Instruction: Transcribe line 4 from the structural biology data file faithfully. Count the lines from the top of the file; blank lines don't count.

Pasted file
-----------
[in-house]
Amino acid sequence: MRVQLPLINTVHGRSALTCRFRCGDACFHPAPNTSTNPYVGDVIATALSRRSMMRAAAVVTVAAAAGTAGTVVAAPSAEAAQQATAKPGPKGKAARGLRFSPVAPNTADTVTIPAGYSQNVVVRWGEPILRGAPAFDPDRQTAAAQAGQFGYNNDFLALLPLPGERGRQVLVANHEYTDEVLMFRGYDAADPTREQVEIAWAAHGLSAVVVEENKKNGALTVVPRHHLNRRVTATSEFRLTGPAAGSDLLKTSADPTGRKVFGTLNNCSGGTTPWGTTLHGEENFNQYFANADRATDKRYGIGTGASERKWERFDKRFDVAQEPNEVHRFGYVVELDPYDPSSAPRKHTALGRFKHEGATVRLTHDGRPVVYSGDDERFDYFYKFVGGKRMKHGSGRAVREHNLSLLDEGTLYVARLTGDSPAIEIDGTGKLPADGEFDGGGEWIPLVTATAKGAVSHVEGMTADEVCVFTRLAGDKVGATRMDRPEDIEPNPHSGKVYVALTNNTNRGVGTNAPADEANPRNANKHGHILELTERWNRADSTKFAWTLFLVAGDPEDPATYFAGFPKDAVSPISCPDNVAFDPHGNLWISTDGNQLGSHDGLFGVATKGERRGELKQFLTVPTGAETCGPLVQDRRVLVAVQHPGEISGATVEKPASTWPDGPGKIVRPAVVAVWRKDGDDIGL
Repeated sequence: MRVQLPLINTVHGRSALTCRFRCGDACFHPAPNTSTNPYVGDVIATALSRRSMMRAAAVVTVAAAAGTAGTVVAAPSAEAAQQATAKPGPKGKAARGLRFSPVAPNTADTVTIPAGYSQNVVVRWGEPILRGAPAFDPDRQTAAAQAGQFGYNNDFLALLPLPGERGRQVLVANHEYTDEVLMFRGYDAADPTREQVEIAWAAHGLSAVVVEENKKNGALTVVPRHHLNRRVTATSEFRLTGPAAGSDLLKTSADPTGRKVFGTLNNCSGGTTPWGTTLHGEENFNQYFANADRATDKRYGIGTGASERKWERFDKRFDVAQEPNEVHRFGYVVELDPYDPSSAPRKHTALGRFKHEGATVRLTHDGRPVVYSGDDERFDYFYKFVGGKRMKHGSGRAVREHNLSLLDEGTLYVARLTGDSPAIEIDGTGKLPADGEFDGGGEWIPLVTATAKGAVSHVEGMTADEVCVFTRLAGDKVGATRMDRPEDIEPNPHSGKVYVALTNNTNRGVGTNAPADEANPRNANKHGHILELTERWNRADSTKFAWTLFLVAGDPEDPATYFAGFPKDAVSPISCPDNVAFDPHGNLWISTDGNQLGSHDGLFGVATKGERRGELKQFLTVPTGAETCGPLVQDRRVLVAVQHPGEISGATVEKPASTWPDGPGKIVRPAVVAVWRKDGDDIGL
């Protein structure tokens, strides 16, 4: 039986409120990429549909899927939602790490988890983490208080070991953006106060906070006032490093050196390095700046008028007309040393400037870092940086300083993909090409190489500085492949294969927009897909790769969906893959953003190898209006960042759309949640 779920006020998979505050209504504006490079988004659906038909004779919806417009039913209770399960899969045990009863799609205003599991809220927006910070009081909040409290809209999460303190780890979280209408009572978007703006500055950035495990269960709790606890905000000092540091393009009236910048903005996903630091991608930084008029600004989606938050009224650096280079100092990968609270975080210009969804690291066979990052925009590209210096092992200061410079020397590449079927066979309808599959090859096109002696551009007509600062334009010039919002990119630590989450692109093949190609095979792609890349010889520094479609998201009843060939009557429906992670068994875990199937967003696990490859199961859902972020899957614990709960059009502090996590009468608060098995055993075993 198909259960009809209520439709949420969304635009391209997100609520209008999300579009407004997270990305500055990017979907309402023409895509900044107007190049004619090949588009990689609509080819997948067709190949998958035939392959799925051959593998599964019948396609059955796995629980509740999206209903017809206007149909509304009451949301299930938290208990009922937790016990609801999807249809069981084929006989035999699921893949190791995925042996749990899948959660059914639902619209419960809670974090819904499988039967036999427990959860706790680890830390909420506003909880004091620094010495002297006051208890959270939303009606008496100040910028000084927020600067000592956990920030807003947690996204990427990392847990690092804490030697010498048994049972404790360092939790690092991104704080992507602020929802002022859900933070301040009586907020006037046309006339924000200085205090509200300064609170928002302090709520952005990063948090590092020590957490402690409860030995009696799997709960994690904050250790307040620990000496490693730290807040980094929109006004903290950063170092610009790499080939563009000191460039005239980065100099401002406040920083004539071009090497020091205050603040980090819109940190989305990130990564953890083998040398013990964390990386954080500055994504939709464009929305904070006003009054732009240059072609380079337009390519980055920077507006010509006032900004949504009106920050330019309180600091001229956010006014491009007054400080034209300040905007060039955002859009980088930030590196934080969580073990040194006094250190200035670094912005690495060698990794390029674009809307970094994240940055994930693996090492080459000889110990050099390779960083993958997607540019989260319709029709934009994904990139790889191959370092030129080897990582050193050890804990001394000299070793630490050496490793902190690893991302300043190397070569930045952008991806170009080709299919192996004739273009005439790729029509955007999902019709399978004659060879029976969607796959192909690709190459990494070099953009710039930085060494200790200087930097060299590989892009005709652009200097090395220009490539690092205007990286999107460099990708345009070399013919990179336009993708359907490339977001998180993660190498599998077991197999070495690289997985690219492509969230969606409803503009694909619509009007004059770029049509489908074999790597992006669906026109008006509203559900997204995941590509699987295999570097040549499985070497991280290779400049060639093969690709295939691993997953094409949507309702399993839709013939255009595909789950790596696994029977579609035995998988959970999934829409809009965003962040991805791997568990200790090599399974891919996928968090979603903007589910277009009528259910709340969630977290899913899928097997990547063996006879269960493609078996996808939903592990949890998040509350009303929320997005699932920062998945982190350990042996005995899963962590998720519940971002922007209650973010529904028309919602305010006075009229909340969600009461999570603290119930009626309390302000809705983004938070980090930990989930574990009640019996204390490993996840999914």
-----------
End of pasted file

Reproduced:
């Protein structure tokens, strides 16, 4: 039986409120990429549909899927939602790490988890983490208080070991953006106060906070006032490093050196390095700046008028007309040393400037870092940086300083993909090409190489500085492949294969927009897909790769969906893959953003190898209006960042759309949640 779920006020998979505050209504504006490079988004659906038909004779919806417009039913209770399960899969045990009863799609205003599991809220927006910070009081909040409290809209999460303190780890979280209408009572978007703006500055950035495990269960709790606890905000000092540091393009009236910048903005996903630091991608930084008029600004989606938050009224650096280079100092990968609270975080210009969804690291066979990052925009590209210096092992200061410079020397590449079927066979309808599959090859096109002696551009007509600062334009010039919002990119630590989450692109093949190609095979792609890349010889520094479609998201009843060939009557429906992670068994875990199937967003696990490859199961859902972020899957614990709960059009502090996590009468608060098995055993075993 198909259960009809209520439709949420969304635009391209997100609520209008999300579009407004997270990305500055990017979907309402023409895509900044107007190049004619090949588009990689609509080819997948067709190949998958035939392959799925051959593998599964019948396609059955796995629980509740999206209903017809206007149909509304009451949301299930938290208990009922937790016990609801999807249809069981084929006989035999699921893949190791995925042996749990899948959660059914639902619209419960809670974090819904499988039967036999427990959860706790680890830390909420506003909880004091620094010495002297006051208890959270939303009606008496100040910028000084927020600067000592956990920030807003947690996204990427990392847990690092804490030697010498048994049972404790360092939790690092991104704080992507602020929802002022859900933070301040009586907020006037046309006339924000200085205090509200300064609170928002302090709520952005990063948090590092020590957490402690409860030995009696799997709960994690904050250790307040620990000496490693730290807040980094929109006004903290950063170092610009790499080939563009000191460039005239980065100099401002406040920083004539071009090497020091205050603040980090819109940190989305990130990564953890083998040398013990964390990386954080500055994504939709464009929305904070006003009054732009240059072609380079337009390519980055920077507006010509006032900004949504009106920050330019309180600091001229956010006014491009007054400080034209300040905007060039955002859009980088930030590196934080969580073990040194006094250190200035670094912005690495060698990794390029674009809307970094994240940055994930693996090492080459000889110990050099390779960083993958997607540019989260319709029709934009994904990139790889191959370092030129080897990582050193050890804990001394000299070793630490050496490793902190690893991302300043190397070569930045952008991806170009080709299919192996004739273009005439790729029509955007999902019709399978004659060879029976969607796959192909690709190459990494070099953009710039930085060494200790200087930097060299590989892009005709652009200097090395220009490539690092205007990286999107460099990708345009070399013919990179336009993708359907490339977001998180993660190498599998077991197999070495690289997985690219492509969230969606409803503009694909619509009007004059770029049509489908074999790597992006669906026109008006509203559900997204995941590509699987295999570097040549499985070497991280290779400049060639093969690709295939691993997953094409949507309702399993839709013939255009595909789950790596696994029977579609035995998988959970999934829409809009965003962040991805791997568990200790090599399974891919996928968090979603903007589910277009009528259910709340969630977290899913899928097997990547063996006879269960493609078996996808939903592990949890998040509350009303929320997005699932920062998945982190350990042996005995899963962590998720519940971002922007209650973010529904028309919602305010006075009229909340969600009461999570603290119930009626309390302000809705983004938070980090930990989930574990009640019996204390490993996840999914």